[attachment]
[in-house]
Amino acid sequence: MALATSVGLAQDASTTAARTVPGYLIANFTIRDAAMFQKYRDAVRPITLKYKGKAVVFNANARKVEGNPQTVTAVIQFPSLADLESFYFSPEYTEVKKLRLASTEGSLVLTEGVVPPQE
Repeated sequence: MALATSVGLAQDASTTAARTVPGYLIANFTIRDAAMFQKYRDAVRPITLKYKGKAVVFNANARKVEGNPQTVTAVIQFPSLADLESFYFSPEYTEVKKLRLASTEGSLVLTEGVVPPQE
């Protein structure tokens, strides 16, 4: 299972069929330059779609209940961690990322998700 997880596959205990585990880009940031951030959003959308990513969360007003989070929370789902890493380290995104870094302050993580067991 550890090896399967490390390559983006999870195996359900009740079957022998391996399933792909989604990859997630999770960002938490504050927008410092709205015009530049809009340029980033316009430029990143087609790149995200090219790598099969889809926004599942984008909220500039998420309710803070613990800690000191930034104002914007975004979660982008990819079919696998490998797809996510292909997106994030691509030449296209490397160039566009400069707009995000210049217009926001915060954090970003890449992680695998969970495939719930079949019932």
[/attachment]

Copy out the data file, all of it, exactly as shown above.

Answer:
[in-house]
Amino acid sequence: MALATSVGLAQDASTTAARTVPGYLIANFTIRDAAMFQKYRDAVRPITLKYKGKAVVFNANARKVEGNPQTVTAVIQFPSLADLESFYFSPEYTEVKKLRLASTEGSLVLTEGVVPPQE
Repeated sequence: MALATSVGLAQDASTTAARTVPGYLIANFTIRDAAMFQKYRDAVRPITLKYKGKAVVFNANARKVEGNPQTVTAVIQFPSLADLESFYFSPEYTEVKKLRLASTEGSLVLTEGVVPPQE
């Protein structure tokens, strides 16, 4: 299972069929330059779609209940961690990322998700 997880596959205990585990880009940031951030959003959308990513969360007003989070929370789902890493380290995104870094302050993580067991 550890090896399967490390390559983006999870195996359900009740079957022998391996399933792909989604990859997630999770960002938490504050927008410092709205015009530049809009340029980033316009430029990143087609790149995200090219790598099969889809926004599942984008909220500039998420309710803070613990800690000191930034104002914007975004979660982008990819079919696998490998797809996510292909997106994030691509030449296209490397160039566009400069707009995000210049217009926001915060954090970003890449992680695998969970495939719930079949019932």